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Title: Young Children's Art Experiences: A Visual Ethnographic Study with Four Children in their Homes, Early Childhood Centre and Schools
Contributor(s): Richards, Rosemary  (author); Brooks, Margaret  (supervisor); Court, Marian (supervisor)
Conferred Date: 2012
Copyright Date: 2012
Open Access: Yes
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Abstract: This thesis re-presents four young Australian children's experiences of art in their homes, early childhood and beginning school settings. The research involves two boys and two girls who, equipped with digital cameras, took photographs of their art experiences over a ten month period. Through sensitive interactions between the researcher and the children, and research methodologies associated with narrative inquiry and visual ethnography, each child's photographs and discussions generated the co-constructed research data. The children's perspectives take prominence in the findings, and Deweyan and Vygotskian sociocultural-historical perspectives inform an understanding of their art experiences. This research is accessible to practitioners and allows for an empathetic reading which may then lead to important pedagogical insights and developments for early childhood and beginning school art education. Deweyan perspectives on art as experience contributed to a deeper understanding of the nature of children's art experience, children’s spontaneous art, their exploration of big ideas through art, and the temporal dimensions of their art experiences. Art experiences in which challenges were acknowledged and overcome acted as important moments in children's artistic development. Children used art to provide for themselves in terms of games, learning experiences and cultural artifacts. Through art experiences they made sense of history and change, linked events, places and people, recorded aspects of the world around them, and met emotional needs. Through art children transformed materials into art media and solitary play experiences into vibrant intrapersonal dialogues. Through art they transformed their understandings of the world around them, and transformed interaction into participation and communication with others. This study also noted that in order to engage in satisfying art experiences children required conditions of some uninterrupted time, uncontested space, some tolerance of noise and also some contemplative silence. Children also required ready access to art materials and their artworks. Social interactions were vital to fullness of art experience and while children actively sought social interactions through art they also benefited from the presence of interested but unobtrusive others. As such, children's art experiences were a mix of public and private times.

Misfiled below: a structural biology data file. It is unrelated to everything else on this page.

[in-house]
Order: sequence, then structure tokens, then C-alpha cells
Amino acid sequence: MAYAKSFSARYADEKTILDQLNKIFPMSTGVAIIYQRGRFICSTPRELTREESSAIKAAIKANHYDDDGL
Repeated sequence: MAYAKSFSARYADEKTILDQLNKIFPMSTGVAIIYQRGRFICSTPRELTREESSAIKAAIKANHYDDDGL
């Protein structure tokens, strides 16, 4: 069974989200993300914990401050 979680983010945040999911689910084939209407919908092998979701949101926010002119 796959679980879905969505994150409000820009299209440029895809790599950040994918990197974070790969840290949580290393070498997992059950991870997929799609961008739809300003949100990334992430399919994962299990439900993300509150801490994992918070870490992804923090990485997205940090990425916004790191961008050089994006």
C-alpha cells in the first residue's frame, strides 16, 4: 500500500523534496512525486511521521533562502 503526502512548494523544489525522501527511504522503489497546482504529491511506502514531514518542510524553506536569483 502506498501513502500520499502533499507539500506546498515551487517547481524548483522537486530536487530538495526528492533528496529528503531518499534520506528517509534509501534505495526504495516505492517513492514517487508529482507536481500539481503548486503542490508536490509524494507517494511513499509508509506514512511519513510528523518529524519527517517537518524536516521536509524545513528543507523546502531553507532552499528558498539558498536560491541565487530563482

Publication Type: Thesis Doctoral
Field of Research Codes: 130102 Early Childhood Education (excl Maori)
Socio-Economic Outcome Codes: 930199 Learner and Learning not elsewhere classified
Rights Statement: Copyright 2012 - Rosemary Richards
HERDC Category Description: T2 Thesis - Doctorate by Research
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Thesis Doctoral

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